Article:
Package contents shrinkage trend may reverse


WalletPop has reported about the incredible shrinking contents movement of the past two years, as companies reduce the amount of food in familiar packages in an attempt to trim costs while still providing the illusion of value. Thankfully, we're beginning to see the trend reverse as manufacturers seek a competitive advantage on the grocery shelf.

The Consumerist reported recently about Mission Soft Flour Tortillas, which added two tortillas to its 10-pack and changed the packaging to brag about the added value. It didn't mention that it had removed two tortillas from this size package a year before. This reminds me of a 'buddy' who, when he repays the money he owes you, acts like he's giving you a gift.

Expect to see a tidal wave of such claims of beneficence in the near future if the price of food ingredients continues to fall in response to cheaper oil and a good harvest. Most aggravating, to me, will be the packaging that claims the company is giving me extra portions "free".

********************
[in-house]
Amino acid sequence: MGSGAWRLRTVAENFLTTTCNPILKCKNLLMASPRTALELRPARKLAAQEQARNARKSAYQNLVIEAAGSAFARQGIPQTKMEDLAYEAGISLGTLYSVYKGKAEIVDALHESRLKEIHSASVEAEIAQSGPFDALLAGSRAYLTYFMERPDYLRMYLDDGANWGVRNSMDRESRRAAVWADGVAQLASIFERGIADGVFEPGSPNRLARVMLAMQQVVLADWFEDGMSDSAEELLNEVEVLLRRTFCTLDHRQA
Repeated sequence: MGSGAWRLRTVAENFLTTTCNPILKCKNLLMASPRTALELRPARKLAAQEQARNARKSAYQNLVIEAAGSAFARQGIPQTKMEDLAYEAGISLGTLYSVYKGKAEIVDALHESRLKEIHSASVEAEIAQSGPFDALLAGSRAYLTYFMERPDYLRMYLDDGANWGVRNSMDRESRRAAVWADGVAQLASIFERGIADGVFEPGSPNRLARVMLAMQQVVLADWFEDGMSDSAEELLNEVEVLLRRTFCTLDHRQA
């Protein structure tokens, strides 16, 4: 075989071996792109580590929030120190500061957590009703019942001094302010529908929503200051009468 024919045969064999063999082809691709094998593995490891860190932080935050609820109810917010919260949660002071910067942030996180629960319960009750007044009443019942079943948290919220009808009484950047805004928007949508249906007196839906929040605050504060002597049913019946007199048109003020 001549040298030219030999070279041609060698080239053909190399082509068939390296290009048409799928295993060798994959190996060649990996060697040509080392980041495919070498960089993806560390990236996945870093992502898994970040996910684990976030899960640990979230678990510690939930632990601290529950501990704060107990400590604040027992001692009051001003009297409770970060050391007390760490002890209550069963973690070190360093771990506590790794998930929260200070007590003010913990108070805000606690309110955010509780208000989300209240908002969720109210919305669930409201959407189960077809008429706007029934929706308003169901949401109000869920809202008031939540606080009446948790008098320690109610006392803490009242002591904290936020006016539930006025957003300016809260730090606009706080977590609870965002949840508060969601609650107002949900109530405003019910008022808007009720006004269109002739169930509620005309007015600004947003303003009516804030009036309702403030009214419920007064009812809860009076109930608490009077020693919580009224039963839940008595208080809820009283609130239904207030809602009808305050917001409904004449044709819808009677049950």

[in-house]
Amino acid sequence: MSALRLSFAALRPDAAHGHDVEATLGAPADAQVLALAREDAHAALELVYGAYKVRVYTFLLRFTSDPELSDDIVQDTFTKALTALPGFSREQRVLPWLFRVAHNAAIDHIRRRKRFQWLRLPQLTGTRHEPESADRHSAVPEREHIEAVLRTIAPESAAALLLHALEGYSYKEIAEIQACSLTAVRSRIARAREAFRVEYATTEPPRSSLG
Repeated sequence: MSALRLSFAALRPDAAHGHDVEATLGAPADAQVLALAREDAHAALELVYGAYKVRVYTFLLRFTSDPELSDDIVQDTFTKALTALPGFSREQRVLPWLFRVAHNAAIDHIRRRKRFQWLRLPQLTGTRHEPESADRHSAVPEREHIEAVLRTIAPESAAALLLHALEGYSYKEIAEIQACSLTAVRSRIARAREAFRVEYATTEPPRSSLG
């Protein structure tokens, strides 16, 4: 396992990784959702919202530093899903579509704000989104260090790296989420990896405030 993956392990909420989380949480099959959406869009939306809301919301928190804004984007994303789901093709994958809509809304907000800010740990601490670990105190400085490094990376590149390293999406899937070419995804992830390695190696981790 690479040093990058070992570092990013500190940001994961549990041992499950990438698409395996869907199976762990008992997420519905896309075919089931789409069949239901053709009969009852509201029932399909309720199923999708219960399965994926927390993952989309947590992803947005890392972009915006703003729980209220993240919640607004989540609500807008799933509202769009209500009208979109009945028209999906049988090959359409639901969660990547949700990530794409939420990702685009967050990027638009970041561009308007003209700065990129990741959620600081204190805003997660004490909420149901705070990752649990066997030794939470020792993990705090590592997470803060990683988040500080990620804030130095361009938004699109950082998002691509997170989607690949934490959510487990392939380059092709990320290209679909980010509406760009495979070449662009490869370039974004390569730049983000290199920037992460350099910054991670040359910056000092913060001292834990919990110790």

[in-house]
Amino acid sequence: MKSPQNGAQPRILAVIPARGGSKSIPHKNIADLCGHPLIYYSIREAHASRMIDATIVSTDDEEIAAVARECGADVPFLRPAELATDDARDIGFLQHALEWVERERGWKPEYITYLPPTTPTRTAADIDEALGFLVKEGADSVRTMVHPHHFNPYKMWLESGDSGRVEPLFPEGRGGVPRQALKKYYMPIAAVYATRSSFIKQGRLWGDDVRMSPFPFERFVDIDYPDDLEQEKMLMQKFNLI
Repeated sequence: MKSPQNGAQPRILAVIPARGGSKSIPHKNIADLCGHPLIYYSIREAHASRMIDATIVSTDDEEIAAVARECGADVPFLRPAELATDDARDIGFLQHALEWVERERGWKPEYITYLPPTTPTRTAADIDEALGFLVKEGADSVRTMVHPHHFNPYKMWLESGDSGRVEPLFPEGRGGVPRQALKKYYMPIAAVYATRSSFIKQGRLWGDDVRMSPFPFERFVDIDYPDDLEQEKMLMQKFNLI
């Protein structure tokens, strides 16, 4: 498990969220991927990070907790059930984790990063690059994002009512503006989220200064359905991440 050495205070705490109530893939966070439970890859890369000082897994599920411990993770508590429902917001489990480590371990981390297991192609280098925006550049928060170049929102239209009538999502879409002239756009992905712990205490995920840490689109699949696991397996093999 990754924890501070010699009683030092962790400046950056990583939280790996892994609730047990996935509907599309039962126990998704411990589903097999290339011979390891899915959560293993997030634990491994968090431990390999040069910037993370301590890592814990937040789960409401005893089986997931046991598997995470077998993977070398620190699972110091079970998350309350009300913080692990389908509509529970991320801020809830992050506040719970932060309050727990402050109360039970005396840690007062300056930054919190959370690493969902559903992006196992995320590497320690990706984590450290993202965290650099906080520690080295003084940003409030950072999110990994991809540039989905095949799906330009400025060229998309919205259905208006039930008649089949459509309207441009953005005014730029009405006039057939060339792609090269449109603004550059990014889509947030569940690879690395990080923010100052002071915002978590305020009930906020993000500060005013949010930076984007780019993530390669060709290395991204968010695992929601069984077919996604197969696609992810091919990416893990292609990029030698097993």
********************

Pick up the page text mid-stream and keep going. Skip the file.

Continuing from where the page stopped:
Advertising Age blames, in part, WalMart for the new packaging hucksterism. It reports that the mega-retailer had, until 2002, refused to allow retailers to use the word 'free' on bonus packages. They have since relented, however, and now there are no longer any checks except shame on the manufacturer's package claims.

For my money, nothing should be called "free" if you have to pay something to get it. It's enough to tell me I'm getting more product for the same money; don't insult me by pretending it's a gift.